History of Seattle Black Panther Party & Display With Intent to Intimidate Law in Washington State

The Seattle Black Panther Party, founded in 1968, was an armed defense group that holds a controversial record in modern American history. The Seattle Black Panthers was the first BPP chapter formed outside California. The Black Panthers based its armed defense for the black community on an understanding of the U.S. Constitution that sometimes led to violent encounters with law enforcement. Nevertheless, the Seattle Panthers avoided the shootouts with police that were often associated with Panthers who also were known for providing lunches to school kids and other worthwhile community service.

On one occasion, several Black Panthers grabbed their guns and drove to Rainier Beach. The Panthers walked into Seattle’s Rainier Beach High School with their weapons and told the principal that he needed to start protecting Black students from being harassed or the Panthers would return. The police arrived but the Panthers left with no further problems.

In 1967, thirty Oakland Black Panthers, concerned that the California state legislature was about to outlaw the public display of guns, had appeared in full paramilitary regalia in front of the capital building- all fully armed! The fact that they were arrested for conspiracy to disturb the peace did not deter the Seattle Panthers.

After the incident at the Rainier Beach High, Seattle Mayor, J.D. Braman pushed to have a gun law passed that would put restrictions upon firearms in the city. In February, 1969, legislators in Olympia were also passing a new law that would make it a gross misdemeanor to exhibit firearms or other weapons in a manner manifesting intent to intimidate others. The Panthers stood on the capitol steps with rifles and shotguns to protest the pending gun legislation. Washington State Patrol officers just told the Panthers to put the guns away. The Panthers complied and no arrests resulted because no laws had been broken.

Some legislators and citizens reacted by proclaiming that the Panthers had demonstrated “open and active anarchy and rebellion.” Governor Evans promoted restraint during the incident and rebuked Lieutenant Governor Cherberg for calling in the state patrol during the Governor’s absence. The Bellevue High School even invited the Panthers to come to a Civics class where the Panthers were able to explain their philosophy of self-defense to the students.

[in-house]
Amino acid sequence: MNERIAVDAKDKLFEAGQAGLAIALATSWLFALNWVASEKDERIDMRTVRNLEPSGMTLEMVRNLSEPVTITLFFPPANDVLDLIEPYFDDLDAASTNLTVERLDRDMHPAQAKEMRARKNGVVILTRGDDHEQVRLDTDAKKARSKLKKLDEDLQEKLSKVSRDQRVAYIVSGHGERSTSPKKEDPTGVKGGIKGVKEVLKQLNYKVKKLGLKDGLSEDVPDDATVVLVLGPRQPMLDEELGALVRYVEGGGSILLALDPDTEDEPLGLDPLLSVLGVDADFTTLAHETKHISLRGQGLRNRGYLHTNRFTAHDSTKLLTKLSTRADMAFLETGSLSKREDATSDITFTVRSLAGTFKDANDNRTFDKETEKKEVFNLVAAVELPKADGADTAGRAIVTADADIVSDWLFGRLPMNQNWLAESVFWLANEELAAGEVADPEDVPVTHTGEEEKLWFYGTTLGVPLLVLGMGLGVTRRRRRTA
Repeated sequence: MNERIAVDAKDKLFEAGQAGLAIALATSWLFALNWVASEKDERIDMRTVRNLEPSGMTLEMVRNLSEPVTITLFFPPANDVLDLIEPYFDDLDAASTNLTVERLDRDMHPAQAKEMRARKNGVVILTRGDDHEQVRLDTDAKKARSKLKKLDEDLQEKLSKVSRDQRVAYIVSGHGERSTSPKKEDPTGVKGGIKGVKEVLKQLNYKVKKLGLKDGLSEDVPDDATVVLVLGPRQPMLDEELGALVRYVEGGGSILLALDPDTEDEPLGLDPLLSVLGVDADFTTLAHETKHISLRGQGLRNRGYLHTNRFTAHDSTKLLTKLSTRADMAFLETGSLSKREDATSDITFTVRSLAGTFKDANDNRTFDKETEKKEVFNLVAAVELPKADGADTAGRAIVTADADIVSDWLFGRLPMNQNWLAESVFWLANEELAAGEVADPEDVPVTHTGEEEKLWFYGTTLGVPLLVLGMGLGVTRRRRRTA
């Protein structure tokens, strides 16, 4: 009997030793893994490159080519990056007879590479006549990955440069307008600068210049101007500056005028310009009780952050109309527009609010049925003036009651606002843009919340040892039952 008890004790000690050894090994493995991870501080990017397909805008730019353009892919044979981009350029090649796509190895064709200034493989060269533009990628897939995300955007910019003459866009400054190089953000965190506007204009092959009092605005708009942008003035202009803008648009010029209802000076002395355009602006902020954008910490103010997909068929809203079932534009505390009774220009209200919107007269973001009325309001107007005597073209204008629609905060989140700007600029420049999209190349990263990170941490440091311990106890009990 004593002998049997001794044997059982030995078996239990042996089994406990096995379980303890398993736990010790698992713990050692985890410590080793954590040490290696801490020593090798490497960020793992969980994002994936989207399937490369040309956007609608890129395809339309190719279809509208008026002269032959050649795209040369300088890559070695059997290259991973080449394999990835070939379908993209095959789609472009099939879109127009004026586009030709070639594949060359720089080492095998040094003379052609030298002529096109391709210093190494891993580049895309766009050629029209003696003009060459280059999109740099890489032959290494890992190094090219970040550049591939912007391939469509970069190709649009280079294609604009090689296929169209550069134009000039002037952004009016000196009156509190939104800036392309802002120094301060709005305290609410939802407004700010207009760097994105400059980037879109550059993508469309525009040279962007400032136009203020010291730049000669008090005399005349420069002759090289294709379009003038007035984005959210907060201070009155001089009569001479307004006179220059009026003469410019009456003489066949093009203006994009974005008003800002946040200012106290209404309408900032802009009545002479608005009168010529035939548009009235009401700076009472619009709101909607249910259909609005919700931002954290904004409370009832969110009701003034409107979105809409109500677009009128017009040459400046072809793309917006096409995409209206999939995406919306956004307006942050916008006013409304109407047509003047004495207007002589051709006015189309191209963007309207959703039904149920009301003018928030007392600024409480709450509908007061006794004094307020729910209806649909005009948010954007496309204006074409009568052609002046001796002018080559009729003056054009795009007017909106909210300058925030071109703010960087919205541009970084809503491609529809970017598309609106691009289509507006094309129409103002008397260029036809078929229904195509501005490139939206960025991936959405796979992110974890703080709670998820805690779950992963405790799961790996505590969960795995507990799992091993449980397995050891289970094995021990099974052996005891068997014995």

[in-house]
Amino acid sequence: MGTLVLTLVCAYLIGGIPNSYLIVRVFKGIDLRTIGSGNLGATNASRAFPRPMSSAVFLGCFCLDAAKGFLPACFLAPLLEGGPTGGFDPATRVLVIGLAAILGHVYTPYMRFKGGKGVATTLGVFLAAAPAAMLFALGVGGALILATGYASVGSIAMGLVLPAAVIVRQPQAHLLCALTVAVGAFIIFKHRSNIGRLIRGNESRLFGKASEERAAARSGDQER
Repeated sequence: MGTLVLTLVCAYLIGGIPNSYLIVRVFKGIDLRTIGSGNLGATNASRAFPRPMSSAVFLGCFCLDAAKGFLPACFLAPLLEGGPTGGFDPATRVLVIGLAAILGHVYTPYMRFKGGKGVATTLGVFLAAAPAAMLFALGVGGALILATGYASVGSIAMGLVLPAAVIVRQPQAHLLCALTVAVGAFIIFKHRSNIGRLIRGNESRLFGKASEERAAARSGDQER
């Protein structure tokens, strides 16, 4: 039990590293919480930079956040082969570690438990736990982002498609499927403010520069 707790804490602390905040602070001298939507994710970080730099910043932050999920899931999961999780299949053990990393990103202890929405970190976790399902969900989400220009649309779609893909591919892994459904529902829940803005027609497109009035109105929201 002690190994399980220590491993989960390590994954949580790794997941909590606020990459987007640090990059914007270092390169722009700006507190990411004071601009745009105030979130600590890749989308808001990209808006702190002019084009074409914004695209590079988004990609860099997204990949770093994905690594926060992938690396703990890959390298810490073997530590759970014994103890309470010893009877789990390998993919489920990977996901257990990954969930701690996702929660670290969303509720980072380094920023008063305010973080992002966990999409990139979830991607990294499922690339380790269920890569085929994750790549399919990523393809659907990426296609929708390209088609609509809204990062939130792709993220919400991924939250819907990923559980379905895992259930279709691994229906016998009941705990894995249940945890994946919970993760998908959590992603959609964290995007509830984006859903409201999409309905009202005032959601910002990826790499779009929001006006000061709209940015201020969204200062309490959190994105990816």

The law enacted at that time by the Washington State Legislature- still in effect- prohibits display of a weapon in “a manner, under circumstances, and at a time and place that either manifests an intent to intimidate another or that warrants alarm for the safety of other persons.”

The legislature apparently included the language pertaining to display that “warrants alarm for the safety of other persons” in order to discourage further displays of armed force at the state capitol. Lawyers have challenged that language for being vague and arbitrary. In the 1994 case of STATE V. SPENCER, the Washington courts upheld a conviction under RCW 9.41.270 when a man with an AK-47 slung over his shoulder and a loaded magazine walked through a residential area just North of Federal Way with his head down avoiding eye contact.

Like the quotation that came out of one famous U.S. Supreme Court obscenity case- the justices knew obscenity when they saw it- the judges in Washington state seemed to know display warranting alarm when they saw it and held that Spencer had unlawfully displayed his weapon. But every time there is a new attempt to ban certain firearms, some gun advocates come openly armed to the Capitol Building in Olympia. The Washington State Patrol still acknowledges the citizens’ First Amendment and Second Amendment rights and refuses to harass armed citizens sitting and standing in the hearing rooms and corridors of our state legislature. Maybe we can thank the Black Panthers for paving the way!

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  1. […] road rage incident or some altercation. The Washington State Legislature enacted RCW 9.41.270, the Display With Intent to Intimidate law, in 1969. The statute prohibits display of a weapon in “a manner, under circumstances, and at […]

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